Is ICSI for Me?

There are many different fertility treatments available on the market today, and part of receiving excellent care is down to the delivery of the most appropriate treatment for you. You may have heard of ICSI, also called intra-cytoplasmic sperm injection, a method which is relatively recent but extremely effective at delivering pregnancies efficiently and at reasonable cost through IVF.

What is ICSI?

Before delving into whether or not ICSI is a good choice for you, it’s worth looking into how the process works. The concept behind ICSI is a fairly simple one, and basically just involves taking a single sperm cell and injecting it straight into a viable egg to fertilise it, removing the element of chance that’s always involved when sperm are left to their own devices and to fertilise an egg cell.

As you may have gathered from this description, ICSI is designed to target and facilitate the male part of fertilisation, the other component is, of course, generating a viable egg for the procedure which can be done through egg donations as well as through collecting eggs from a female partner. Once the egg has been gathered, ICSI has been performed, and the resulting fertilised egg has become an embryo, the final stage is taking that embryo and transferring it into a womb for it to grow as it normally would.

Is ICSI for me?

ICSI is remarkable in that it tackles the major causes of male infertility and elegantly side steps them. Low sperm count is one of these for example, and is detrimental to male fertility because through sexual intercourse, few sperm actually make it to the egg and fewer still begin to come close to fertilising it. Even with a high sperm count it can take many months to conceive, but with a lower sperm count those chances are drastically reduced. ICSI takes a single sperm cell and inserts it right into an egg, meaning that all you really need is one sperm taken from a sample to achieve conception.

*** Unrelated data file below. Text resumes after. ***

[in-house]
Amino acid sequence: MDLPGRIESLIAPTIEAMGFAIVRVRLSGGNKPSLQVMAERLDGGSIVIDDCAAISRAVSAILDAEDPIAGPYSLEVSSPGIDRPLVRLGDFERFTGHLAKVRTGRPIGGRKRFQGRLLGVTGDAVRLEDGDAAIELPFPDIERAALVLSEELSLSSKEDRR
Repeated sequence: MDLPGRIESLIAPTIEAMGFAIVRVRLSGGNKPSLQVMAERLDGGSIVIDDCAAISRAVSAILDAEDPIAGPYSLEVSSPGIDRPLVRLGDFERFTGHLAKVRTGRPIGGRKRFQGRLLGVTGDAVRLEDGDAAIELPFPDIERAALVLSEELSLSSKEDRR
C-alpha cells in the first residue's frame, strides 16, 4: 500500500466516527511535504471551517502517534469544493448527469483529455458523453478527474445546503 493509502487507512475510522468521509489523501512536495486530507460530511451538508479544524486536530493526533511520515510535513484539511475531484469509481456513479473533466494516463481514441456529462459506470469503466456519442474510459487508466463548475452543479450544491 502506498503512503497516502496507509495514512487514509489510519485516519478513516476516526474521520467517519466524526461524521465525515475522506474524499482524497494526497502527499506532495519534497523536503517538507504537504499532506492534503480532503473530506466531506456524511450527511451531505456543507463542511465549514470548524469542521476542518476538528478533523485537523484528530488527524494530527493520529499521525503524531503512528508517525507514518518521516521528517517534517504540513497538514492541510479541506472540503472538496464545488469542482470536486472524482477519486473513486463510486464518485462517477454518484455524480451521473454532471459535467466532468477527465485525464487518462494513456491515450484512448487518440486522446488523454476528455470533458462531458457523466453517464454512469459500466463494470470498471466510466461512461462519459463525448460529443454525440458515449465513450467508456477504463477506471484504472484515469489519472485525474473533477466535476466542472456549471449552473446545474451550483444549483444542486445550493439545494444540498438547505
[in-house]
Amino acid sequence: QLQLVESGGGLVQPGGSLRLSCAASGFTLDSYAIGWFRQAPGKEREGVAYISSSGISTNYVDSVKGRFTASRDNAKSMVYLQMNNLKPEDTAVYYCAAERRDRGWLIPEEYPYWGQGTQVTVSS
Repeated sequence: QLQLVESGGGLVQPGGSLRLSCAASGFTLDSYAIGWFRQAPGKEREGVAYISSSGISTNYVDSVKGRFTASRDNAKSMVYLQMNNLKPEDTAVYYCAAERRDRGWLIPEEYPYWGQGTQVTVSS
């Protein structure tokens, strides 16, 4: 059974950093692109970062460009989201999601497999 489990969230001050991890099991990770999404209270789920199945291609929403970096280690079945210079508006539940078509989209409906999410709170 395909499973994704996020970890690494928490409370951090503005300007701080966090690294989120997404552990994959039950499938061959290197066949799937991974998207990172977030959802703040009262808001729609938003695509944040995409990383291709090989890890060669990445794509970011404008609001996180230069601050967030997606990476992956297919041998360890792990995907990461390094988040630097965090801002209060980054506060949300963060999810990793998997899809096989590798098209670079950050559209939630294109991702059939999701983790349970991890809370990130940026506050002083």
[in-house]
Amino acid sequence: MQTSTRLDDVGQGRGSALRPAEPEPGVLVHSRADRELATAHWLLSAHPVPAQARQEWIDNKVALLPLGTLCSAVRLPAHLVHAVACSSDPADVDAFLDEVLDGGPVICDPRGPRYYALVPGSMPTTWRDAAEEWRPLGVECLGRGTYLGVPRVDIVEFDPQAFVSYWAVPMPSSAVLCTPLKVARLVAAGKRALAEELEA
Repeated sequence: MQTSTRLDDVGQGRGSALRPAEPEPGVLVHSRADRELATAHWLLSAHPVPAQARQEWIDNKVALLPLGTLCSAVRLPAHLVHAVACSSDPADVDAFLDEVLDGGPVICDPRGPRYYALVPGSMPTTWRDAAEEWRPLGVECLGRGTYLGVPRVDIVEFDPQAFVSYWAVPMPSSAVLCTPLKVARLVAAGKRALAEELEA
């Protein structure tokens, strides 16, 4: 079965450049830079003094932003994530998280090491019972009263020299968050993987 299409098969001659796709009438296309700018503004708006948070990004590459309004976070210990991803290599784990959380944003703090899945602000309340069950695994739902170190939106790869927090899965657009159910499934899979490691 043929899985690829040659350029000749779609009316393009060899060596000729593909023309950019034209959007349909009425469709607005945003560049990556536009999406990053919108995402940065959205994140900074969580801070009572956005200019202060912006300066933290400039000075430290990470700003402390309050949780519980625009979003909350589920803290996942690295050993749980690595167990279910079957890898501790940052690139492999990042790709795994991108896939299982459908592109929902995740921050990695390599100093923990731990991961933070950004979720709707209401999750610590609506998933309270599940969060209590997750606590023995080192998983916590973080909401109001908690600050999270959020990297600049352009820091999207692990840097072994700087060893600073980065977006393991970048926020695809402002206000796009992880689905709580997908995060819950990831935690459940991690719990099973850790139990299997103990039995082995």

Other problems with your sperm can also be conveniently bypassed through ICSI, namely problems with morphology (shape and structure which is key to healthy sperm function) and motility (the ability of sperm to move). Sperm are extremely specialised cells and need both of these qualities to be able to access and fertilise an egg cell. If there is a deficiency or problem with either morphology and/or motility, ICSI is the perfect solution as it, again, directly introduces the male component into fertilisation.

ICSI can also be used when sperm need to be extracted after a vasectomy. A vasectomy is a surgery which achieves male sterilisation by cutting the tube that brings sperm cells into ejaculation. The surgery is reversible, but some may opt to have sperm cells extracted from the two areas in which these cells are stored, the testicles and epididymis.

Finally ICSI is a useful treatment if there is a complete absence of sperm in your ejaculate, but there are sperm cells within your testicles. Similarly if you are suffering from impotence (difficulty getting an erection) or premature ejaculation then ICSI can help, as well as anyone with a debilitating condition that makes it difficult for them to ejaculate.


ICSI is also very useful as a refinement of IVF. Some couples will need to go through many IVF cycles before achieving a successful pregnancy, which can be difficult to go through and become extremely costly. A failed IVF cycle which has been attributed to poor fertilisation can be enhanced by using ICSI to increase the chances of fertilisation.

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